But, as we’ve said before, rules, regulations and procedures will only work if the FBI adheres to them. PPSA continues to advocate for passage of statutes that will buttress these internal improvements with the force of law.
You can read the Justice Department’s latest update here.
PPSA Appeals FBI Blanket Refusal to Release Documents on Congressional Surveillance Response “Suggestive of Something Sinister”
The Project for Privacy and Surveillance Accountability (PPSA) filed an appeal today challenging a blanket refusal by the FBI to reveal if it has surveilled anyone on a bipartisan list of 48 Members of Congress with oversight responsibility of intelligence agencies. Members included in this request range from Rep. Adam Schiff and Sen. Kamala Harris to Rep. Devin Nunes and Sen. Marco Rubio.
In a Freedom of Information Act (FOIA) filing dated January 27, 2020, PPSA specifically asked if current and past senators and House members have been “unmasked” – or had their identities revealed to the FBI from conversations with foreigners targeted for surveillance. PPSA also asked if these same individuals have had their names “upstreamed” – their identifies confirmed from communications gleaned from cables and switches that comprise the backbone of the internet.
“None of the explanations offered by the FBI for withholding this information hold water,” said Erik Jaffe, PPSA president. “We understand this is a sensitive topic, and we would accept necessary redactions of names and other identifying information if they are needed for reasons of security or privacy. But by refusing to reveal anything, the FBI leaves a shadow that is suggestive of something large and potentially sinister.”
The FBI rationalized its non-response response to PPSA’s request based on exemptions in FOIA law. “None of these claimed exemptions justify withholding responsive documents,” Jaffe said. “It is clear the agency’s blanket denial demonstrates a refusal to conduct an adequate search for responsive records.”
For example, the FBI cited FOIA Exemption 1 concerning materials specifically exempted by an executive order. The FBI did not, however, cite any executive order it purports to rely upon. It also ignored a D.C. Circuit requirement that an agency “must provide detailed and specific information demonstrating that material withheld is logically within the domain of the exemption claimed.”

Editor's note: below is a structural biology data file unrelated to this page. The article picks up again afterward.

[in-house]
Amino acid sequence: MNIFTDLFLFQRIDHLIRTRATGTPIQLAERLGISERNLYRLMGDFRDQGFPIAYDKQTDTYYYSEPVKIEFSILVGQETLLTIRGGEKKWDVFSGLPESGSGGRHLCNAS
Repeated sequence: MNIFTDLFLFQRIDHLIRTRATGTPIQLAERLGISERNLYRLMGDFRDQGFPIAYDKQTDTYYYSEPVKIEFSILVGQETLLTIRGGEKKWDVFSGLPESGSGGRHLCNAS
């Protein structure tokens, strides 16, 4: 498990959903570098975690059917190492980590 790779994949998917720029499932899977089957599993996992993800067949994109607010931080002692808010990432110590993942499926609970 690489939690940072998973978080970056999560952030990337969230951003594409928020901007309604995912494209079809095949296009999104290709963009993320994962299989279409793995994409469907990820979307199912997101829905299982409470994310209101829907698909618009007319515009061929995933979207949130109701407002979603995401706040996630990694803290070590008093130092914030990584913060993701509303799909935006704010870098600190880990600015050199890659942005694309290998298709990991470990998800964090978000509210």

The FBI cannot use national security concerns as an excuse to avoid revealing political targeting.
“The agency’s refusal even to search for responsive documents, especially in light of its failure to show that disclosure would risk damage to national security, has no benign interpretation,” Jaffe said. “The FBI cannot use legitimate but generic national security concerns as an excuse to avoid revealing specific political targeting by an intelligence agency.”
Another claimed exemption, FOIA Exemption 3, allows agency non-disclosure when the documents in question are specifically exempted from disclosure by a statute. But the statute the FBI cites, 50 U.S.C. § 3024(i)(1), instructs the Director of National Intelligence to prepare “intelligence products in such a way that source information is removed to allow for dissemination … in declassified form to the extent practicable.”
“If the ODNI says there’s not a problem with disclosure, how can the FBI say that there is?”
“This is not really a debatable point,” Jaffe said. He pointed to a May 25, 2020 letter from then Acting Director of National Intelligence, Richard Grenell to Sen. Mark Warner stating that “the decision to declassify the names of individuals who sought to unmask the identity of General Flynn poses absolutely no risk of compromise of either sources or methods.”
“If the Office of Director of National Intelligence says there’s not a problem with such disclosures, how can the FBI say that there is a problem here?” Jaffe asked. Concerning privacy issues in Exemptions 6 and 7(C), Jaffe said, “the FBI’s reasoning is risible.”
“Our requests concern elected public officials who either hold or held nationally prominent positions both as members of the United States legislative branch and as members of committees that had oversight on intelligence,” Jaffe said. “I am sure that when they read this, many current and former Members will be clamoring for answers.”
PPSA has filed FOIA requests with the FBI, CIA, NSA, ODNI, the Department of Justice and State Department to provide all documents, reports, memoranda, or communications regarding the unmasking―including all unmasking requests―and/or upstreaming of any person listed below from January 1, 2008 to January 15, 2020.
These Members Are:
Is FBI Surveillance Being Conducted Under Secret Law? PPSA Seeks Answers to Post-Section 215 FBI Surveillance
The Project for Privacy and Surveillance Accountability recently filed a Freedom of Information Act (FOIA) request asking the FBI to explain how it conducts surveillance now that Congress has allowed three significant legal authorities to expire.